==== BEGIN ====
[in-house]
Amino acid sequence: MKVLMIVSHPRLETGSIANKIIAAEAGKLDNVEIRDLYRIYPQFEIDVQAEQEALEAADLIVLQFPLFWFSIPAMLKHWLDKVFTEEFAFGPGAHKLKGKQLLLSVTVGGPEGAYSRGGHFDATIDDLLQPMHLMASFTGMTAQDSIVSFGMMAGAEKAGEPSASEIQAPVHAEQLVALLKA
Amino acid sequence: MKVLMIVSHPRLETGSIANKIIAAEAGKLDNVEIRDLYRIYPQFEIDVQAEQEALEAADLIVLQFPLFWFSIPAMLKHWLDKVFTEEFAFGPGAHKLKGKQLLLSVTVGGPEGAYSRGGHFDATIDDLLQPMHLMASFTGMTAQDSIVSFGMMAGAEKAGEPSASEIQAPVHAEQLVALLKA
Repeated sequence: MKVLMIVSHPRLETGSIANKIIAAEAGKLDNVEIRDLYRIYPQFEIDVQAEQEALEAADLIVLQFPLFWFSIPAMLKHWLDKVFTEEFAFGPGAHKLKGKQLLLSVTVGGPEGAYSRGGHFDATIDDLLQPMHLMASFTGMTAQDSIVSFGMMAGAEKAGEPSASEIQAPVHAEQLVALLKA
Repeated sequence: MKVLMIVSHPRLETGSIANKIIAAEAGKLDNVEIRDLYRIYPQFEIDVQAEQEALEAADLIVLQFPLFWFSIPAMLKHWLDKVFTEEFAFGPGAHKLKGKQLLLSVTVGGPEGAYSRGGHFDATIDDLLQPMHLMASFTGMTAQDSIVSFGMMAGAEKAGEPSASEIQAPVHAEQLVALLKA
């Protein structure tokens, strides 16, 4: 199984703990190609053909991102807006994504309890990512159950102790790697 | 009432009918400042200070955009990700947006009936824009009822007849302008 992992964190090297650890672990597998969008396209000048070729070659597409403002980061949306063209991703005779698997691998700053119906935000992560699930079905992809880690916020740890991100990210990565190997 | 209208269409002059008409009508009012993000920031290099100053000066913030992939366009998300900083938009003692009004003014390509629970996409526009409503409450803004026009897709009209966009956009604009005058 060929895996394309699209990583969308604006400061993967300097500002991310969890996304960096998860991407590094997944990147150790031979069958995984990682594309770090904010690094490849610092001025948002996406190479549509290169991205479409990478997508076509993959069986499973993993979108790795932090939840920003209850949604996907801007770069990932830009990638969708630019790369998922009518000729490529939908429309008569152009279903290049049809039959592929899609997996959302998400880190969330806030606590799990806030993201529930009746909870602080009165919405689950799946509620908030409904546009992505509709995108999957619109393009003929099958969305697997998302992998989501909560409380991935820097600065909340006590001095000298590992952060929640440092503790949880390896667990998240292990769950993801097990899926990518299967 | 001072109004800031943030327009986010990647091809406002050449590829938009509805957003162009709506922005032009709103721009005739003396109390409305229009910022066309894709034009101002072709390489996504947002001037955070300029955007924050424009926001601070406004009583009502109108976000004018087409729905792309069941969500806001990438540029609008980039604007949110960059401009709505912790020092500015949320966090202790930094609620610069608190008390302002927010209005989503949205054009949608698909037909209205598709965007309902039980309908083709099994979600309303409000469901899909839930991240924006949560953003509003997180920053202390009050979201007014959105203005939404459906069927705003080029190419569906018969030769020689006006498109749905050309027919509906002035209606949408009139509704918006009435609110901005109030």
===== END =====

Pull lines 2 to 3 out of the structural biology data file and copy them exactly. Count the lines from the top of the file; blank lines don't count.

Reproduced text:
Amino acid sequence: MKVLMIVSHPRLETGSIANKIIAAEAGKLDNVEIRDLYRIYPQFEIDVQAEQEALEAADLIVLQFPLFWFSIPAMLKHWLDKVFTEEFAFGPGAHKLKGKQLLLSVTVGGPEGAYSRGGHFDATIDDLLQPMHLMASFTGMTAQDSIVSFGMMAGAEKAGEPSASEIQAPVHAEQLVALLKA
Amino acid sequence: MKVLMIVSHPRLETGSIANKIIAAEAGKLDNVEIRDLYRIYPQFEIDVQAEQEALEAADLIVLQFPLFWFSIPAMLKHWLDKVFTEEFAFGPGAHKLKGKQLLLSVTVGGPEGAYSRGGHFDATIDDLLQPMHLMASFTGMTAQDSIVSFGMMAGAEKAGEPSASEIQAPVHAEQLVALLKA